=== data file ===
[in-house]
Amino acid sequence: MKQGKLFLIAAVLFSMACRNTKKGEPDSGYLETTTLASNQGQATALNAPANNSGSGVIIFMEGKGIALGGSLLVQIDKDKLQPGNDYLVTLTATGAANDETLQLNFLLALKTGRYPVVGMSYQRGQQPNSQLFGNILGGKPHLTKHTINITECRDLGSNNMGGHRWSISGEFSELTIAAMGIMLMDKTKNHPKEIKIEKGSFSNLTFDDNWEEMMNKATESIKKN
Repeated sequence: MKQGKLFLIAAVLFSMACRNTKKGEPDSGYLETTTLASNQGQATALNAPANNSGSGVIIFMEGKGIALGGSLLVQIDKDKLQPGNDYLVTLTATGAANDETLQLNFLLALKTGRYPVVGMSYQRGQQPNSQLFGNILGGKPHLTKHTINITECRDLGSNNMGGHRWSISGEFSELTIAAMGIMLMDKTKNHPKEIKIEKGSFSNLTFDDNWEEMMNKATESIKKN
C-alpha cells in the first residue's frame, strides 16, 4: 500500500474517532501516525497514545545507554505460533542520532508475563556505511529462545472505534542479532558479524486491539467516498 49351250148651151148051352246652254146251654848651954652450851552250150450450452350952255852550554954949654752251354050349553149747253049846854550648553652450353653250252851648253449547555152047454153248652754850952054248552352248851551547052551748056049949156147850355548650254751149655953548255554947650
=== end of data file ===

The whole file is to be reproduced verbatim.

[in-house]
Amino acid sequence: MKQGKLFLIAAVLFSMACRNTKKGEPDSGYLETTTLASNQGQATALNAPANNSGSGVIIFMEGKGIALGGSLLVQIDKDKLQPGNDYLVTLTATGAANDETLQLNFLLALKTGRYPVVGMSYQRGQQPNSQLFGNILGGKPHLTKHTINITECRDLGSNNMGGHRWSISGEFSELTIAAMGIMLMDKTKNHPKEIKIEKGSFSNLTFDDNWEEMMNKATESIKKN
Repeated sequence: MKQGKLFLIAAVLFSMACRNTKKGEPDSGYLETTTLASNQGQATALNAPANNSGSGVIIFMEGKGIALGGSLLVQIDKDKLQPGNDYLVTLTATGAANDETLQLNFLLALKTGRYPVVGMSYQRGQQPNSQLFGNILGGKPHLTKHTINITECRDLGSNNMGGHRWSISGEFSELTIAAMGIMLMDKTKNHPKEIKIEKGSFSNLTFDDNWEEMMNKATESIKKN
C-alpha cells in the first residue's frame, strides 16, 4: 500500500474517532501516525497514545545507554505460533542520532508475563556505511529462545472505534542479532558479524486491539467516498 49351250148651151148051352246652254146251654848651954652450851552250150450450452350952255852550554954949654752251354050349553149747253049846854550648553652450353653250252851648253449547555152047454153248652754850952054248552352248851551547052551748056049949156147850355548650254751149655953548255554947650